All too often, tips and tricks for fighting ‘overwhelm’ seem to hinder, not help. Even worse, time-use research indicates that we’re not busier than we used to be, on average. We have plenty of spare time, according to researchers – so why doesn’t it feel that way? All this suggests that feeling overwhelmed is not a simple question of having too much to do, but a tricky psychological trap.
So, here is the best current thinking on finding your way out – and reclaiming some breathing space to enjoy life again.
Be a satisificer, not a maximiser
There’s a rueful old observation about romance: if you can’t seem to find the right person, just lower your standards. Whether or not that’s wise dating advice, it’s crucial when battling overwhelm. Some things need doing perfectly, but most things don’t.
One trick is to switch from ‘maximising’ to ‘satisificing’. Buying a new sofa? Instead of looking for the best option, decide on some important criteria – maybe you want a certain colour or shape, below a certain price – then pick the first one you find that ticks those boxes.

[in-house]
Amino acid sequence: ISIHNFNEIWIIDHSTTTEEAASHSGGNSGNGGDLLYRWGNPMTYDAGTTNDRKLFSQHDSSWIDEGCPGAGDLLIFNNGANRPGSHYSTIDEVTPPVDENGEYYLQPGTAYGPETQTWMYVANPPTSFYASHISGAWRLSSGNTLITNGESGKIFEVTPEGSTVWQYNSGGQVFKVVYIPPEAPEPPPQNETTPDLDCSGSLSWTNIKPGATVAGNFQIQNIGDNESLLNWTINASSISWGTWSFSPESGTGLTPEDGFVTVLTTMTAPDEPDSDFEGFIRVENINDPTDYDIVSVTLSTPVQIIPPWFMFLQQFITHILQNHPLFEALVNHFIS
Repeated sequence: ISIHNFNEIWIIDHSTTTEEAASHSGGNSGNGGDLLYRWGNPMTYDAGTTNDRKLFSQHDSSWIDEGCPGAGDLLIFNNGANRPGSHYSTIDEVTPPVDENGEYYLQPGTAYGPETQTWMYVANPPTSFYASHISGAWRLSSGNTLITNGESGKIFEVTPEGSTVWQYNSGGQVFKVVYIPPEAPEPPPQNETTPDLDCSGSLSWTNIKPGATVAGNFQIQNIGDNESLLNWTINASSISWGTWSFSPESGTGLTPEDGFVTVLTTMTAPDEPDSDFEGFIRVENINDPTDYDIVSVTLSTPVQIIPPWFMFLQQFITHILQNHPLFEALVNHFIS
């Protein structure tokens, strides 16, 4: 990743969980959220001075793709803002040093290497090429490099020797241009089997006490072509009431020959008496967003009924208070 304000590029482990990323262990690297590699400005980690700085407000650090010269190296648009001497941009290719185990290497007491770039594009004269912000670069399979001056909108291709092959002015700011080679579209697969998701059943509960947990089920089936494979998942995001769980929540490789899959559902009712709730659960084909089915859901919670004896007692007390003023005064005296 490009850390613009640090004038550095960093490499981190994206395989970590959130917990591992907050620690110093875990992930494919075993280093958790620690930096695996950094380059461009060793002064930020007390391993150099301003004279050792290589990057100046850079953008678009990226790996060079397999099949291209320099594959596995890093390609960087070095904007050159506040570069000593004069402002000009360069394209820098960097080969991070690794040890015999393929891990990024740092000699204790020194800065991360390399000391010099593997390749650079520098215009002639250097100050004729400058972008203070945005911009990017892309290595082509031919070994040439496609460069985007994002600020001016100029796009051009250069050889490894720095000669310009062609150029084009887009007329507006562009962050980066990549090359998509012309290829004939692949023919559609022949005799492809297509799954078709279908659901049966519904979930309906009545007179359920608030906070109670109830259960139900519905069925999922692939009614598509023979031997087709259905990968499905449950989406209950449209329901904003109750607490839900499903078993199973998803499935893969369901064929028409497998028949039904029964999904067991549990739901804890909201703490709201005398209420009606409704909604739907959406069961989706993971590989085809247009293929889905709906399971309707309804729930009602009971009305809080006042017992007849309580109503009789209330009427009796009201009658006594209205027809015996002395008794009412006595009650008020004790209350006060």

‘Maximisers may be less satisfied than satisficers,’ psychologists concluded in 2006, because the pain of seeking the ‘best’ can outweigh the benefits. It also contributes to feeling overwhelmed.
‘When I wanted to start a weight-training programme, I didn’t research the available options at all,’ writes Gretchen Rubin, author of The Happiness Project (Harper, £9.99), and a satisficer. ‘A friend of mine told me she loved her trainer and regime, and I just got the number and called.’
Read I forgot the brownies by Mandy Lehto on LifeLabs
Read It's time to stop the glorification of busy by Jules Mitchell on LifeLabs